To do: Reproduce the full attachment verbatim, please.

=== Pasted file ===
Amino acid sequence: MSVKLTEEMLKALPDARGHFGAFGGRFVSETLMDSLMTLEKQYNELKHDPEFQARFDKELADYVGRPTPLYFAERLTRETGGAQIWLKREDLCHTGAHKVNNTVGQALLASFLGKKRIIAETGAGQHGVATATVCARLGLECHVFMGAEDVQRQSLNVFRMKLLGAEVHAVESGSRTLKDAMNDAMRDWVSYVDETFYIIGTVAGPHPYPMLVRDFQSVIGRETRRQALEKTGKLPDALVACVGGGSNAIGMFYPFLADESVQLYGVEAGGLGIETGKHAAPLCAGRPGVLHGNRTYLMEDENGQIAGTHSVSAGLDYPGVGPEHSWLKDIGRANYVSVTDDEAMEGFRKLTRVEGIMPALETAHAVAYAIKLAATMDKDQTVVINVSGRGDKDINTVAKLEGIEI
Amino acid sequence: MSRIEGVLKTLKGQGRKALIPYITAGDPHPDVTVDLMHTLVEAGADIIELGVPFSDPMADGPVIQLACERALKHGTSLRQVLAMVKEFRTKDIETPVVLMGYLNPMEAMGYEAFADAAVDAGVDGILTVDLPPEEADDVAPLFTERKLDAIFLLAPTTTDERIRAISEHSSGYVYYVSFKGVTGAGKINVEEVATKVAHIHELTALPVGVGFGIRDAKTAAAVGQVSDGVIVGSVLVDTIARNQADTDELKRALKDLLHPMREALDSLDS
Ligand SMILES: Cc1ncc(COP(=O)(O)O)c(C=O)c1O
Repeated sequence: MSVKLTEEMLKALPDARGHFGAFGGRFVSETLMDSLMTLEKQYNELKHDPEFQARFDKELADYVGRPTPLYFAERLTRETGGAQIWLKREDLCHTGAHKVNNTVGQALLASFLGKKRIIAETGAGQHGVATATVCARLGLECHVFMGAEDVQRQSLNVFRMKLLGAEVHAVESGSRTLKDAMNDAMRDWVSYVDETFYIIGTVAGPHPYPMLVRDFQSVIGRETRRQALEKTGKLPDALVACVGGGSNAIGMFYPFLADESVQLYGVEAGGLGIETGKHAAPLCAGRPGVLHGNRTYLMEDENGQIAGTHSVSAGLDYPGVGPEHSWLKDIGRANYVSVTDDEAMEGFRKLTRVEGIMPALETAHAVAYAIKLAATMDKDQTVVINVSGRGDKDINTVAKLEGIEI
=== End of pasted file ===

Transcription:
Amino acid sequence: MSVKLTEEMLKALPDARGHFGAFGGRFVSETLMDSLMTLEKQYNELKHDPEFQARFDKELADYVGRPTPLYFAERLTRETGGAQIWLKREDLCHTGAHKVNNTVGQALLASFLGKKRIIAETGAGQHGVATATVCARLGLECHVFMGAEDVQRQSLNVFRMKLLGAEVHAVESGSRTLKDAMNDAMRDWVSYVDETFYIIGTVAGPHPYPMLVRDFQSVIGRETRRQALEKTGKLPDALVACVGGGSNAIGMFYPFLADESVQLYGVEAGGLGIETGKHAAPLCAGRPGVLHGNRTYLMEDENGQIAGTHSVSAGLDYPGVGPEHSWLKDIGRANYVSVTDDEAMEGFRKLTRVEGIMPALETAHAVAYAIKLAATMDKDQTVVINVSGRGDKDINTVAKLEGIEI
Amino acid sequence: MSRIEGVLKTLKGQGRKALIPYITAGDPHPDVTVDLMHTLVEAGADIIELGVPFSDPMADGPVIQLACERALKHGTSLRQVLAMVKEFRTKDIETPVVLMGYLNPMEAMGYEAFADAAVDAGVDGILTVDLPPEEADDVAPLFTERKLDAIFLLAPTTTDERIRAISEHSSGYVYYVSFKGVTGAGKINVEEVATKVAHIHELTALPVGVGFGIRDAKTAAAVGQVSDGVIVGSVLVDTIARNQADTDELKRALKDLLHPMREALDSLDS
Ligand SMILES: Cc1ncc(COP(=O)(O)O)c(C=O)c1O
Repeated sequence: MSVKLTEEMLKALPDARGHFGAFGGRFVSETLMDSLMTLEKQYNELKHDPEFQARFDKELADYVGRPTPLYFAERLTRETGGAQIWLKREDLCHTGAHKVNNTVGQALLASFLGKKRIIAETGAGQHGVATATVCARLGLECHVFMGAEDVQRQSLNVFRMKLLGAEVHAVESGSRTLKDAMNDAMRDWVSYVDETFYIIGTVAGPHPYPMLVRDFQSVIGRETRRQALEKTGKLPDALVACVGGGSNAIGMFYPFLADESVQLYGVEAGGLGIETGKHAAPLCAGRPGVLHGNRTYLMEDENGQIAGTHSVSAGLDYPGVGPEHSWLKDIGRANYVSVTDDEAMEGFRKLTRVEGIMPALETAHAVAYAIKLAATMDKDQTVVINVSGRGDKDINTVAKLEGIEI